Prepay Fuel For A Rental Car? BAD IDEA

Have you ever rented a car from a rental company and been harassed to prepay for your fuel at the counter when you are picking up your rental? They make it sound like it's a such a great deal and that you'd be crazy to turn it down, but what you may not know is that most likely, they are making money off of you hand over fist if you agree to prepay for your fuel ahead of time.

A few months back, I was renting a car in San Diego for my family for the week. I had a very friendly interaction with the guy at the counter. When he saw my driver's license was from Minnesota, he asked if I was a Minnesota Vikings fan and we started chatting about my local football team and about how great Adrian Peterson was playing. We were having a nice friendly conversation.....until we got to the part of the rental where he asked if I want to prepay for my fuel. I politely said, "No thanks." as I know why the numbers are not in my favor to do so.

Did he move on? No - he continued to push me on my decision. He laughed, as if to make it seem like I was the first person in the history of the world to decline their prepay option. How could I be such an idiot? Here was our interaction:

Rental Car Worker: "You know the price of gas is cheaper when you prepay with us than when you fill up at the gas stations near the airport, right?"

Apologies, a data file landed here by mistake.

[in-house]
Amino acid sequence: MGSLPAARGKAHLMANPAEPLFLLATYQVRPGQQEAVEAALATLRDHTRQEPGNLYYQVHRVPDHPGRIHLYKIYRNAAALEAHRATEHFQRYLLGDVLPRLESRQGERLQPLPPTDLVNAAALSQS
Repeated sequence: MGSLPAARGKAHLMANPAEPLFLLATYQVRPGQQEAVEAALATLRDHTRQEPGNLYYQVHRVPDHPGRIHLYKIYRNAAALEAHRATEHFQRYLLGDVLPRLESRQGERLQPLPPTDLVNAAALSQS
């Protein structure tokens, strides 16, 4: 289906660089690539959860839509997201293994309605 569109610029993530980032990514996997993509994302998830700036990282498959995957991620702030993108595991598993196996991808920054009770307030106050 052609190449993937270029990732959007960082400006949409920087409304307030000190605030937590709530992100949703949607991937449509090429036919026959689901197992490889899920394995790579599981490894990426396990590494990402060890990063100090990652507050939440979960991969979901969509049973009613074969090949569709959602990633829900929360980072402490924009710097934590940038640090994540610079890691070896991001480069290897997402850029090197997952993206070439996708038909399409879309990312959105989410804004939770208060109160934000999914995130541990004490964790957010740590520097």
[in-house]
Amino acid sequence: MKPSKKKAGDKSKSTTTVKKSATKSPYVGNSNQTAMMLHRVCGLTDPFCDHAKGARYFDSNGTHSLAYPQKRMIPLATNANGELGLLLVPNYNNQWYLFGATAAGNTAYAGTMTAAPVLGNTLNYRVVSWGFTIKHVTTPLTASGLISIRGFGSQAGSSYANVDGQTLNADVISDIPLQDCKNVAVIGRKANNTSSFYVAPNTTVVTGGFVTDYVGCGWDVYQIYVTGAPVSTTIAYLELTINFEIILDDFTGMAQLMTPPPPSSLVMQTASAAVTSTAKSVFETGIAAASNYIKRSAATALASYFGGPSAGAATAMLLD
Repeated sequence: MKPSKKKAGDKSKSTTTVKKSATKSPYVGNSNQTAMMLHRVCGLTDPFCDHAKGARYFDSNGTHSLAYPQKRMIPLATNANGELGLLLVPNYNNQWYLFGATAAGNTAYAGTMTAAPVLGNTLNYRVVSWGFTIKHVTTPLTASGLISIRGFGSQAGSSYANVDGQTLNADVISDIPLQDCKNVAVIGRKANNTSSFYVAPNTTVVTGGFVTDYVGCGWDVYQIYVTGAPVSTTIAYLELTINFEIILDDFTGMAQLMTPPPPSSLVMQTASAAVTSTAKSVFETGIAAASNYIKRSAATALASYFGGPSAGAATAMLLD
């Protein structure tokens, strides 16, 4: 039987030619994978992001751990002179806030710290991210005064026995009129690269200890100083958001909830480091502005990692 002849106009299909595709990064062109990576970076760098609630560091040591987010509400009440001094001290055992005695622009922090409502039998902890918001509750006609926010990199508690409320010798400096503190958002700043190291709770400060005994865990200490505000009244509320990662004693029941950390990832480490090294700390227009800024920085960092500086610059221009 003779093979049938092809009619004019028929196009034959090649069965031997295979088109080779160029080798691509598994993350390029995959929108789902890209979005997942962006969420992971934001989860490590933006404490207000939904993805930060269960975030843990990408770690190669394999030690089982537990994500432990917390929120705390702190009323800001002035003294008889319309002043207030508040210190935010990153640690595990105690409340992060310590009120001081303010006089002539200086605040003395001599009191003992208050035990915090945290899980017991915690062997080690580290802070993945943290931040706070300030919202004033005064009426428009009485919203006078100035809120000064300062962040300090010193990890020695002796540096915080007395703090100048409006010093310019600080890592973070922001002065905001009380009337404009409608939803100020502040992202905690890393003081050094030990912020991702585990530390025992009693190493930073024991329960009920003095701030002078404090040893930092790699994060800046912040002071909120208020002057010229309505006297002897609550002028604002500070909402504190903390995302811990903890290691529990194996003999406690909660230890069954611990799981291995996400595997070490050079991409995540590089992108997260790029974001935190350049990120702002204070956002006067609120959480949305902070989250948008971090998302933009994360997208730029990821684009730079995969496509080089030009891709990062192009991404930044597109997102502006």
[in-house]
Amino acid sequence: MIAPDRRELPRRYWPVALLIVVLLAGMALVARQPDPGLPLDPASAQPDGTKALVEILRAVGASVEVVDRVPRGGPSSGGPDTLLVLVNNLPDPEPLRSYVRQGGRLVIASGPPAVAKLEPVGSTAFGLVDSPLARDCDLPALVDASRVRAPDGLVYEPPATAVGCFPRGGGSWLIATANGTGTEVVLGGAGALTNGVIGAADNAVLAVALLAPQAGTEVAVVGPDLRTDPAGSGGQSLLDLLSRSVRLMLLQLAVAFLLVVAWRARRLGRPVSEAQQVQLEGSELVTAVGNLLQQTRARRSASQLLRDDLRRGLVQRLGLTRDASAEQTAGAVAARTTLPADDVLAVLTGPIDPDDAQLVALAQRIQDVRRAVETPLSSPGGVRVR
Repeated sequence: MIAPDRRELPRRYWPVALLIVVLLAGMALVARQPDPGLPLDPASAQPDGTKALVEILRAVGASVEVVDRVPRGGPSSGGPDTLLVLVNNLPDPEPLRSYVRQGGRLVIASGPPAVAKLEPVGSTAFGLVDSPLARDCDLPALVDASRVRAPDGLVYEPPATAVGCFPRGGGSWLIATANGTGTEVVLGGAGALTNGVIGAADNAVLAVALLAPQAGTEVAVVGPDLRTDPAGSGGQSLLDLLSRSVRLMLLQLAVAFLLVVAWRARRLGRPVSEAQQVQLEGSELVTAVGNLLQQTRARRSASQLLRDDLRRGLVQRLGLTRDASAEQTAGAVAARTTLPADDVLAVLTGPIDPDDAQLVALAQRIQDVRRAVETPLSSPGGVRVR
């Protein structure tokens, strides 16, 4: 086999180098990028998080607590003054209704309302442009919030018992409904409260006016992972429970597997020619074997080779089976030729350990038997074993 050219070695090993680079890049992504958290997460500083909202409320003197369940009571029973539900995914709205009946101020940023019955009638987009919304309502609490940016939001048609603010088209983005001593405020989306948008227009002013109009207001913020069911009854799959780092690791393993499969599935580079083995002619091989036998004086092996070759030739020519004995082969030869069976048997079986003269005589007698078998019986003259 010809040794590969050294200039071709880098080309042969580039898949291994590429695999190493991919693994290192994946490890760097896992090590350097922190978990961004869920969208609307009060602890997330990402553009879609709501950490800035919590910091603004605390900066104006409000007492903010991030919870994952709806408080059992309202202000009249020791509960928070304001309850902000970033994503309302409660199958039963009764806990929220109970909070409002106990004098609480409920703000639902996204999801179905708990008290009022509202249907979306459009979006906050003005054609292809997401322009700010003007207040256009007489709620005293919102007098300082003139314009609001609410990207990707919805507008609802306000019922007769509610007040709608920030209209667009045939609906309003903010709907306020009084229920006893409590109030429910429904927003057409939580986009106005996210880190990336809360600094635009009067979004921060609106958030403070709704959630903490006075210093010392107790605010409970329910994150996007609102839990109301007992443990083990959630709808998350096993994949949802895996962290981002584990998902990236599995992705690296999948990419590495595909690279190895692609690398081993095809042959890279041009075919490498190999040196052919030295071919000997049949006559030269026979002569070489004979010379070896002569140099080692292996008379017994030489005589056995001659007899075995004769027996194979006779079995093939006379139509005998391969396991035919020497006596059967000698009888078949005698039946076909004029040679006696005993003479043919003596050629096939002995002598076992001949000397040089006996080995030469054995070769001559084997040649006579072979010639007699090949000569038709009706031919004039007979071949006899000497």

Me: "Yes, I'm aware that can be the case."

Rental Car Worker: "The price of gas is going to be going up in the next week. You probably should lock in the price now before it goes up."

Me: "No, I'm ok. Thanks."

Rental Car Worker: (More harshly now) "You're going to go through at least a tank of gas in a week. If you don't bring it back full, you'll have to pay over $8.00/gallon for us to fill it up."

Me: "Yes, I'm aware of that. I still don't want to do it."

From there on out, the rest of the transaction was veiled in tension from the rental car worker because he was upset that I didn't take the bait. You may be asking, why isn't that a good deal when they offer me cheaper gas? I don't get it? Let me break it down.....(cue cheesy rap beat)

Let's say, for example, you rent a car with a 15 gallon tank and the price of gas in the area of your rental is $4.00/gallon:

You decide not to prepay for fuel and you go through 10 gallons of gas during your trip. You stop at a gas station just before returning your rental and you fill up for $4.00/gal. Your total cost for your fuel: $40.00. Sound good?

What if you had prepaid your fuel? Let's give the rental car company the benefit of the doubt and say that they gave you a great deal on gas and let you buy gas on the front end for $3.70 - a "savings" of $.30 per gallon! Sound like a steal? The problem is that you have to pay for an entire tank of gas (yes, it is in the fine print). Because of that, you buy 15 gallons at $3.70, which comes out to $55.50. You're spending an extra $15.50 to prepay for cheaper gas.